Another remarkable Mehldau talent is his ability to pluck contemporary material and adapt it for improvisation. On Saturday there was no Radiohead, Nick Drake or Oasis on offer, but his choice of Sufjan Stevens' Holland was inspired. Stevens is an American folksinger/songwriter who draws on electronica and the post-rock scene, Unknown to me, I quickly sought out his Greetings From Michigan: The Great Lakes State so that I could hear the original. Its repetitive but beguiling harmonic cycle was emphasised and underpinned by bassist Larry Grenadier's richly woody bass-slides. The piece instantly drew me in was the highlight of an uncommonly brilliant performance, probably for both of us.

Encores tend to be obligatory and sometimes annoying, but on Saturday the only complaint I could have was that Mehldau only offered us one of them. A performance of concentrated improvisation of this quality, pushing the two hour mark, can't be bad really. Next up for us is Billy Cobham's Cuban band Asere on Thursday night. Let's hope my decision to buy tickets wasn't a Corea-esque lapse in judgement. Oh, and just one more thing...

Sunday, 5 October 2008

Larry Coryell...

In between cooling down after a bike ride and getting ready to do a shift of painting at the house, I thought there'd be time for another posting. I'm choosing this one for two reasons. Firstly there's another eBay connection - the only time I've ever had negative feedback was when I sold this disc. Apparently the buyer didn't like the fact that it was a 'promo', despite it being marked as such in my listing. 'Learn to read', I say.

The other reason is that I've been listening to a bit more rock guitar after seeing David Gilmour's Live In Gdansk on BBC4 the other week. How simply my mind works when you understand the connections. Next I'll be using the same reasoning to justify buying a Fender Stratocaster, if I don't curb my enthusiasms...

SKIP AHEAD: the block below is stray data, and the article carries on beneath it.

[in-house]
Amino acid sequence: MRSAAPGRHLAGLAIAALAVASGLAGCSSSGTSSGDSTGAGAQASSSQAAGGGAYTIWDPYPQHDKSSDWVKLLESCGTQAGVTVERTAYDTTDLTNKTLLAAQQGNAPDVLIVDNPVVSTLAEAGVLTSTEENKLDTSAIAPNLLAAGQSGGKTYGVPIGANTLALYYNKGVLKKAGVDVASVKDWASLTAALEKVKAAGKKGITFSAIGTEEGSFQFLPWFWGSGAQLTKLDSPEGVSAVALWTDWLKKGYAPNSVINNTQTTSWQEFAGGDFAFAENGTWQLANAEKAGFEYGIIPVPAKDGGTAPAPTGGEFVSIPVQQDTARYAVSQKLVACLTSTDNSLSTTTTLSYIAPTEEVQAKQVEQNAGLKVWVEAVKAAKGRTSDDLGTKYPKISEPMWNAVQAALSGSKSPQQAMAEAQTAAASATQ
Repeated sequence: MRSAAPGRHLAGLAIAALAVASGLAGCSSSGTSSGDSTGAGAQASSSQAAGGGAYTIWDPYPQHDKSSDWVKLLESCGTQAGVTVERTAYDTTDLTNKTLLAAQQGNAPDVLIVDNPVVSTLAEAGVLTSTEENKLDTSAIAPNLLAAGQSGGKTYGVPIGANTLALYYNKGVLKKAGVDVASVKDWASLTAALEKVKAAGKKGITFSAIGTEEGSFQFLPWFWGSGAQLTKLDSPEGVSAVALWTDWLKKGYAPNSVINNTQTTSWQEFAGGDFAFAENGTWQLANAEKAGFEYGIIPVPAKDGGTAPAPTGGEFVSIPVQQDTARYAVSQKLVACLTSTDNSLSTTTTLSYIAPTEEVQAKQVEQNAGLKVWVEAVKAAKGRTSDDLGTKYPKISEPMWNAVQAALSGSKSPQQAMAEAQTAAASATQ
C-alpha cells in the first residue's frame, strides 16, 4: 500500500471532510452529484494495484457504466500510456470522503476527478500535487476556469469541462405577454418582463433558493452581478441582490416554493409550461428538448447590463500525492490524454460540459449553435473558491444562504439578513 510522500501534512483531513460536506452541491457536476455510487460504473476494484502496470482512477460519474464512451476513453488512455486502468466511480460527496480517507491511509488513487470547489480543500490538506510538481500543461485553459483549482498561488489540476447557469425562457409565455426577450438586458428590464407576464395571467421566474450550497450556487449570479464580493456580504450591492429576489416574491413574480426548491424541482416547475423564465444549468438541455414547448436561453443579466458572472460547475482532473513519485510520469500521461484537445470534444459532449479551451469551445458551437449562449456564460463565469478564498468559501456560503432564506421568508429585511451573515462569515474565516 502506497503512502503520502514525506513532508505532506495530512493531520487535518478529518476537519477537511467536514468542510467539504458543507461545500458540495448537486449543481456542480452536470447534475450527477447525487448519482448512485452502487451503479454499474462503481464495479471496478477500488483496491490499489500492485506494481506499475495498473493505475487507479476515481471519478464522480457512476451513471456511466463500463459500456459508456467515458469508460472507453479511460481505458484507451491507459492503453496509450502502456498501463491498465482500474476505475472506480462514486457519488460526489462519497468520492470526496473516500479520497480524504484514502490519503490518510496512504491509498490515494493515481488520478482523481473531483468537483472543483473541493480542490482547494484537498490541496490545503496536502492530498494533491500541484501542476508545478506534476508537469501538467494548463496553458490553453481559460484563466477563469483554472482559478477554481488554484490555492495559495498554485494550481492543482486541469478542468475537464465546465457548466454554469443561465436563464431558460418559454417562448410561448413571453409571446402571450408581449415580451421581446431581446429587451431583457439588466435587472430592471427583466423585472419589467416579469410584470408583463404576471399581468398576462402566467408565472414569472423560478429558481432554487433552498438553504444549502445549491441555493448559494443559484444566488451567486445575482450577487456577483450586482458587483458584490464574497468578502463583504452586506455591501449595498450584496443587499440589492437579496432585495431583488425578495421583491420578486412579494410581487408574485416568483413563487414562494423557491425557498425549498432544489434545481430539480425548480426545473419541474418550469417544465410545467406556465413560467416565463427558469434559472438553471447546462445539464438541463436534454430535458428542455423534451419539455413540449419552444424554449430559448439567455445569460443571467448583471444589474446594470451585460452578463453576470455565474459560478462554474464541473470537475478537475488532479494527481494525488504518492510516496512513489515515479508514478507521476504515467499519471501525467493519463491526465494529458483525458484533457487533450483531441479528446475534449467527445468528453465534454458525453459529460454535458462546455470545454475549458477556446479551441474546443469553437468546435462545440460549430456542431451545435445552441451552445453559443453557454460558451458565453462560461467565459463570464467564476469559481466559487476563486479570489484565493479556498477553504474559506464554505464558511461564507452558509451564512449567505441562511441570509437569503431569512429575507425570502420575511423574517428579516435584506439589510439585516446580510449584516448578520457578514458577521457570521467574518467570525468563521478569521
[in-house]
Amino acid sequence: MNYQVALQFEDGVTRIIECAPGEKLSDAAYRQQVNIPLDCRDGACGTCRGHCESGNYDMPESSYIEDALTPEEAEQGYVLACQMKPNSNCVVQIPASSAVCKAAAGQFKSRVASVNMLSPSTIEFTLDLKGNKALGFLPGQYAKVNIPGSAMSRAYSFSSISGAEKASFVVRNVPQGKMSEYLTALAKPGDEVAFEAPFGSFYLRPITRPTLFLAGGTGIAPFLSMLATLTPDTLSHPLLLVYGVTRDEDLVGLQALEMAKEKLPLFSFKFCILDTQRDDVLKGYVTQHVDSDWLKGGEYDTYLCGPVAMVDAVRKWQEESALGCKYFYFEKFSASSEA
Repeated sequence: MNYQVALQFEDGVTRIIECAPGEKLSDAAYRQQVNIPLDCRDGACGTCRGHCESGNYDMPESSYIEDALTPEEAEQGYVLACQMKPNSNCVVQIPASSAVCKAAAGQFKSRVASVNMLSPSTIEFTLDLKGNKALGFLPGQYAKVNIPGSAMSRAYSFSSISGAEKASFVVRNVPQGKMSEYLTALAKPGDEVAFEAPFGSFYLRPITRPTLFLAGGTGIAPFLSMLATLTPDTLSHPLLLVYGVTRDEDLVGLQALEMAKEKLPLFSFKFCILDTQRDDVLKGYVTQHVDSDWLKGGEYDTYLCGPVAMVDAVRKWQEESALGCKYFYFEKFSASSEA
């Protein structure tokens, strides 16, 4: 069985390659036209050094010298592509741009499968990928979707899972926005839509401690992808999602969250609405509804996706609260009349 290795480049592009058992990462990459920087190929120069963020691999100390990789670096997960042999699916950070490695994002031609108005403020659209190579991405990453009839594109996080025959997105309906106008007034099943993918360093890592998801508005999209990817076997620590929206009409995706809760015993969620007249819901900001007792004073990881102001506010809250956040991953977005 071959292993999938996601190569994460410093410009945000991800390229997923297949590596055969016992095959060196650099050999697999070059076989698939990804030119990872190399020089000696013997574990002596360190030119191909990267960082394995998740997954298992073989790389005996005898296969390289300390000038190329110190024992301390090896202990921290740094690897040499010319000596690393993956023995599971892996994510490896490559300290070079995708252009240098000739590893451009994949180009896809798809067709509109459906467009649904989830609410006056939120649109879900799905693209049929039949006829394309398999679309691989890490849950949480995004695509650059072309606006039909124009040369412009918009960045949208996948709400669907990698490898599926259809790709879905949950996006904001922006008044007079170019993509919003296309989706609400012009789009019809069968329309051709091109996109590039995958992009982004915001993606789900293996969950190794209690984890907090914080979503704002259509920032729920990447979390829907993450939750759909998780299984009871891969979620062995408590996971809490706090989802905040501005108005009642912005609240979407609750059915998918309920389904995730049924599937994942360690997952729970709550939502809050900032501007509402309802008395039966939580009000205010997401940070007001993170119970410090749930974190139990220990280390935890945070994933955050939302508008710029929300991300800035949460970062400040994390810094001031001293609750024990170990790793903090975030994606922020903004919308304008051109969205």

LARRY CORYELL with Victor Bailey and Lenny White

Wolfbane; BB Blues; So What; Sex Machine; Black Dog; Footprints; Born Under A Bad Sign; Low Blow; Rhapsody & Blues.

Larry Coryell (g); Victor Bailey (elb); Lenny White (d). (No date available).

Described by Chesky as a collection of jazz, blues and rock ‘anthems’, Electric may seem on paper to be a recipe for lunk-headed fusion excess. This, however, is Larry Coryell, the man who emerged in the mid ‘60s playing forward looking music with Herbie Mann, Chico Hamilton and Gary Burton. His career may have taken a few questionable latin-tinged turns since then, but recent groups with John Hicks have revealed a clever and powerful player within familiar post-bop territory, reminding the jazz world that he’s still here.

The presence of White (ex Return To Forever) and Bailey (ex Weather Report) naturally makes Electric far more plugged-in by comparison. Yet despite obvious rock sensibilities, Coryell still reaches out to the core jazz audience with an ease comparable to John Scofield. The funky lope of Miles’ “So What”, for example, is a radical transformation, but one which shouldn’t offend too many purists. Coryell’s long melodic lines and burnished tone stand favourable comparison with Sco’s formidable benchmark, but that shouldn’t be any great surprise given his pedigree.

Some unexpected choices of material - Led Zeppelin’s “Black Dog” and Sly Stone’s “Sex Machine” to name but two - keep things sounding fresh. It’s certainly fair to say that exploration of nuances isn’t really within this trio’s brief, but the light and shade of “Black Dog” and neat segue into Wayne Shorter’s “Footprints” show that the trio are taking their business seriously. The shards of noise opening “Born Under A Bad Sign” aren’t the only passages to recall the grunge of Nels Cline’s Singers , though much of the material on Electric would probably a tad passé for listeners with a post-punk perspective. Think of the ‘80’s Gramavision discs of Scofield or John McLaughlin’s Free Spirits and you’ll understand where Electric is pitched.

This is the type of fusion that retains the grit of rock without adopting any of the gloss of overproduced fusion, or sacrificing the swing and spontaneity of jazz. Special mention must be made of Chesky’s use of cutting edge studio technology, giving a deep sound stage comparable to the best SACD releases. Against expectations, Electric is highly recommended.

Fred Grand
(Jazz Review, March 2006)